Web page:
Caixin Media

09.07.12

Long Ride for Justice

CAIXIN

Lea Cao had his first inkling that something was wrong when he got a long-distance phone call from relatives in southeastern China.His family members in Fuzhou phoned Cao in New York to say that his parents and brother had failed to arrive at the local train station as scheduled...

Caixin Media

09.05.12

Making a Killing on Herbal Medicine

CAIXIN

Mushroom gatherers converge and crawl on hillsides in Qinghai province every March while foraging for wild caterpillar fungus.Theirs is not a garden-variety morel hunt. Caterpillar fungus is a hard-to-find parasite that infects and mummifies a host before forming a mushroom, the...

Caixin Media

08.31.12

Tall Order in Ordos

CAIXIN

A desert city infamously littered with new but vacant apartment buildings and idle construction sites is getting no relief in the parched climate for local government budgets.Ordos, where local leaders have been trying for years to build a thriving community almost from scratch,...

Caixin Media

08.25.12

Gu Kailai: Getting Away with Murder?

CAIXIN

Closer Look: Nearly Getting Away with MurderBy Zhang JianjingShortly after Bogu Kailai received a death sentence with a two-year reprieve, four former high-ranking Chongqing police officers were sentenced to jail terms ranging from five to eleven years. Each officer was convicted...

Caixin Media

08.18.12

Economist Lin Yifu on State-Sustained Growth

CAIXIN

Standing up to a wave of pessimism about China’s prospects for continuing high-level economic growth is no easy task.But economist Lin Yifu, who recently retired as a senior vice president and chief economist at the World Bank, is holding his ground with a prediction that China...

Caixin Media

08.13.12

We Make It Pour, Declare Cloud-Seeders

CAIXIN

Will it be clear or gray skies today? Increasingly, the answer in China may be decided by the government.The Chinese have been seeding clouds for decades. Airplanes equipped with rocket-launchers and chemicals for inducing rainfall are based in thousands of counties across the...

Caixin Media

08.09.12

Subsidized Cartoons, Comics Tickling Too Few

CAIXIN

Breaking into the animated film industry usually requires a basic plan for blending colorful images and clever storytelling in ways that entertain the public—and make money.Since 2006, however, animated film start-ups in China have done quite well with a lot less effort by...

Caixin Media

08.03.12

Queerly Not Dangerous

CAIXIN

Several authors of a “danmei” fiction website were recently detained by authorities. The injustice is so glaringly obvious that I can’t stop myself from saying something.Danmei (or “boys' love”) fiction is particularly interesting only to a minority. The idea comes from...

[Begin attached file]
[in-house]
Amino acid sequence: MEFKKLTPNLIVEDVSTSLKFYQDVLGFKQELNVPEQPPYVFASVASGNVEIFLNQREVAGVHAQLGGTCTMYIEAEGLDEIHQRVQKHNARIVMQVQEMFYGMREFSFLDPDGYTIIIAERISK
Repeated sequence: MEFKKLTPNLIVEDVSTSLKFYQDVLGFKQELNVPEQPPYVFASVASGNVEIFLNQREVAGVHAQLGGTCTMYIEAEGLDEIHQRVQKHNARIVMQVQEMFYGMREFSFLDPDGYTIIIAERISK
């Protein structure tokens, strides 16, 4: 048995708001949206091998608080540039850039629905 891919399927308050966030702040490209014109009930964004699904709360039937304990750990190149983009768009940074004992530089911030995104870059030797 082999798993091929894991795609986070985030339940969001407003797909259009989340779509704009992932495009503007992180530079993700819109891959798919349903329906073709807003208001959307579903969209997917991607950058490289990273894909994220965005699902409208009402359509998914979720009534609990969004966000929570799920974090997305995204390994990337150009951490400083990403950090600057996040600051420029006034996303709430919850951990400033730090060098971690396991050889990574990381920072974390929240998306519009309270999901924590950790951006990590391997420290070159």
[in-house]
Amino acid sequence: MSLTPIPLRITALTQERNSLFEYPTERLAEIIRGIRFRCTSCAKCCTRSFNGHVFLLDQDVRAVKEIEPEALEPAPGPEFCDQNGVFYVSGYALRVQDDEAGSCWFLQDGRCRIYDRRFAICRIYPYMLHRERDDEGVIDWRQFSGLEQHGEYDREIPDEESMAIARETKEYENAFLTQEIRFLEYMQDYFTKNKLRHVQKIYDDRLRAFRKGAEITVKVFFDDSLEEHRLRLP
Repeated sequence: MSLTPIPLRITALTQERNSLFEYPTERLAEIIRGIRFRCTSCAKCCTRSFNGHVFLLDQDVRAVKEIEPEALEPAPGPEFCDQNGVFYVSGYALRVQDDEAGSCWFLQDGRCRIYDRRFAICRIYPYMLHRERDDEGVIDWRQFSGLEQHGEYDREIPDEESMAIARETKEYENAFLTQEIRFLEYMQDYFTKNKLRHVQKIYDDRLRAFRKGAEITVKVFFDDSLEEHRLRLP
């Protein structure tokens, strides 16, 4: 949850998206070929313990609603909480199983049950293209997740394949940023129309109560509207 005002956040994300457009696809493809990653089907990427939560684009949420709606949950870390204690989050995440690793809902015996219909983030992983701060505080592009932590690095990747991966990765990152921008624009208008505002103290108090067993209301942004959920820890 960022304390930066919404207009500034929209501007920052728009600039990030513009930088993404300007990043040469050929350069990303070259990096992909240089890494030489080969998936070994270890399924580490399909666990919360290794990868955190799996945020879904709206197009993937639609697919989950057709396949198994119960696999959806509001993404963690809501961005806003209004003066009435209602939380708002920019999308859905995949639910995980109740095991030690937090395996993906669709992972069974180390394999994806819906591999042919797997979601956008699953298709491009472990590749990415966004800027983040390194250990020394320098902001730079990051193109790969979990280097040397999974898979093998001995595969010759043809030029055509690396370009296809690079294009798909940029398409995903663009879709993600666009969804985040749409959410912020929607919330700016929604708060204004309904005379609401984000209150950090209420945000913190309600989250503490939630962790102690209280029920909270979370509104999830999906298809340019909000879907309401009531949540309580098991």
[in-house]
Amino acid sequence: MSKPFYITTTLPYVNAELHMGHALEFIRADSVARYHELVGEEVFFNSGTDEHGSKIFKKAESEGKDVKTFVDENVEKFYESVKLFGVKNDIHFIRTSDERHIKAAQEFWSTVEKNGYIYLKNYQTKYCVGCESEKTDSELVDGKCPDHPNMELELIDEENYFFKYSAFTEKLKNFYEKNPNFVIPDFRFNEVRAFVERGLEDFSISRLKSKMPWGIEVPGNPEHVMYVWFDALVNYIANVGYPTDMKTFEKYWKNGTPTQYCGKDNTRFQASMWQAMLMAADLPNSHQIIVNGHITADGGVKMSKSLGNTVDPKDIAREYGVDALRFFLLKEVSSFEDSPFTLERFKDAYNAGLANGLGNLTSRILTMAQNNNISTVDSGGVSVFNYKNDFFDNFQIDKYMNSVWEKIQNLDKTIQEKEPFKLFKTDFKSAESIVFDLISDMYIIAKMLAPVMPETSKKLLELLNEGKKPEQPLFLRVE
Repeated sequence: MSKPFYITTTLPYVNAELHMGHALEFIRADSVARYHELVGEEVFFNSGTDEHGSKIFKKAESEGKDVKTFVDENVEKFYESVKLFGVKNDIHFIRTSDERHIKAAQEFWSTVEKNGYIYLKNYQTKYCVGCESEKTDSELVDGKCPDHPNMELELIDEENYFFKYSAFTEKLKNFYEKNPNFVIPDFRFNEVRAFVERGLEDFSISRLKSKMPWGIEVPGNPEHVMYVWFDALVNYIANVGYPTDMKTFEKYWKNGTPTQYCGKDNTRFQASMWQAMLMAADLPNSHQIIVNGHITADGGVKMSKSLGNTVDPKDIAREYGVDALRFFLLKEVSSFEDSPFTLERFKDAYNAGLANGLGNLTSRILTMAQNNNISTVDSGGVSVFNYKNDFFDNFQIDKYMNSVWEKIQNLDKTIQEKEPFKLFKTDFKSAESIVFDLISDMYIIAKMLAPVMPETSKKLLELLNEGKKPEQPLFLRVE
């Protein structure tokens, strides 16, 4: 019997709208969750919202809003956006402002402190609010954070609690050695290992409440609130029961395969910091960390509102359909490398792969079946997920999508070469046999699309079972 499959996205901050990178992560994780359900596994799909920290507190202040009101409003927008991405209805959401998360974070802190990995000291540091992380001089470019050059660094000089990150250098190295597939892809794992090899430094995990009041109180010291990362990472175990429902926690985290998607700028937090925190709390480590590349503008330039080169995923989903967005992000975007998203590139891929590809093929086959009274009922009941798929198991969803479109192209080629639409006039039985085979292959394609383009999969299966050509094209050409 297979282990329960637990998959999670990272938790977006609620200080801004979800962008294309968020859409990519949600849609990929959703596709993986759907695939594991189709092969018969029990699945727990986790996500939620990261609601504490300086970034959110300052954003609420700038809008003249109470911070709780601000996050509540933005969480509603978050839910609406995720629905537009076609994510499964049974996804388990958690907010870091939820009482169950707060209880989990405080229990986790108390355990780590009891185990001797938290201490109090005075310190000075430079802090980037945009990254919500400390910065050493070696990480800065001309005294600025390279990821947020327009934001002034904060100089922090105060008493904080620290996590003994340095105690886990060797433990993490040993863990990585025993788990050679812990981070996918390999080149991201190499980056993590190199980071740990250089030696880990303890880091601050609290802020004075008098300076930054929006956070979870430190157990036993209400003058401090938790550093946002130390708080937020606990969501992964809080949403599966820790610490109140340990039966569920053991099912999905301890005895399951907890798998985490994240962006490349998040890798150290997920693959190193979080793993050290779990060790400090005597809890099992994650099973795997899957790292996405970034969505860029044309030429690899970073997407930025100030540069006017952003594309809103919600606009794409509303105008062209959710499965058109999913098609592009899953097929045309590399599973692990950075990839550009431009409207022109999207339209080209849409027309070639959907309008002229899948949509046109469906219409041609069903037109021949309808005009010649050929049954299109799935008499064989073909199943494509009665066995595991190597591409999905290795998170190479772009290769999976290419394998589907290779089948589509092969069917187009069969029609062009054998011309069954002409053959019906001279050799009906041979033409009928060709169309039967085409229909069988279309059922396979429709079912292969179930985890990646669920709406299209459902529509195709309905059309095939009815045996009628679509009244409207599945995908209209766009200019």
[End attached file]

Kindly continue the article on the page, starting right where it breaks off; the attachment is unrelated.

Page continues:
Caixin Media

08.02.12

Landlords of the Rings Push Urban Rents Higher

CAIXIN

A twenty-six-year-old woman who moved to Beijing from a distant town for work could be a poster child for urban China’s latest housing market phenomenon: skyrocketing rents.The woman, surnamed Fang, said goodbye to Liaoning province three years ago for a job that paid 2,400...

Caixin Media

07.31.12

Shedding Light on the Solar Crisis

CAIXIN

After Suntech Power Holdings Co. Ltd., a Wuxi-headquartered photovoltaic cell producer, went public on the New York Stock Exchange in 2005, China’s solar industry grew at an astonishing speed. More than 200 photovoltaic product manufacturers are operating in Zhejiang province...

Caixin Media

07.26.12

Mass Medal Preparedness

CAIXIN

China’s Olympic training system demands its athletes give their all—and not expect much in return.It’s a structured, planned, and government-funded system specifically designed to churn out winners.While other countries around the world build Olympic teams with professional...

Caixin Media

07.26.12

Buried Under Water

CAIXIN

Ding Zhijian, a 34-year-old editor at a children’s literature publishing company, was on his way home after meeting a colleague when a horrific rainstorm hit Beijing.Earlier that day, his wife had asked Ding not to leave the house. It was the weekend, after all, and rain had...

Caixin Media

07.19.12

Vineyards Pop Corks on Chinese Wine Investors

CAIXIN

Wine-tasting party conversations among investors in China are increasingly sounding like sour grapes.Some well-heeled wine investors have been anxiously debating whether a price bubble for investment-grade wine is getting ready to burst. Others complain that counterfeiters who...

Caixin Media

07.19.12

More than Medals for China’s Olympic Stars

CAIXIN

China’s best athletes have not only broken records but they’ve hauled in increasingly sizeable cash bonuses from central and local governments for their champion, medal-winning performances at Olympic events.Between 1984, when China re-entered the Olympics arena, and the 2008...

Caixin Media

07.11.12

Economic Ties that Bind

CAIXIN

Labor leader Wayne Swan has his finger on the pulse of the Australian economy as the nation’s deputy prime minister and treasurer, which means he’s well-equipped to explain factors defining the increasingly robust relationship between China and Australia.The period since...

Caixin Media

07.11.12

Railroaded into a Fast-Train Technology Trap

CAIXIN

The professional dreams of a team of locomotive designers and rail systems engineers sped along steel tracks through the countryside of northeastern China.The year was 2003, and high-speed track testing was under way between the cities of Shenyang and Qinhuangdao for the China...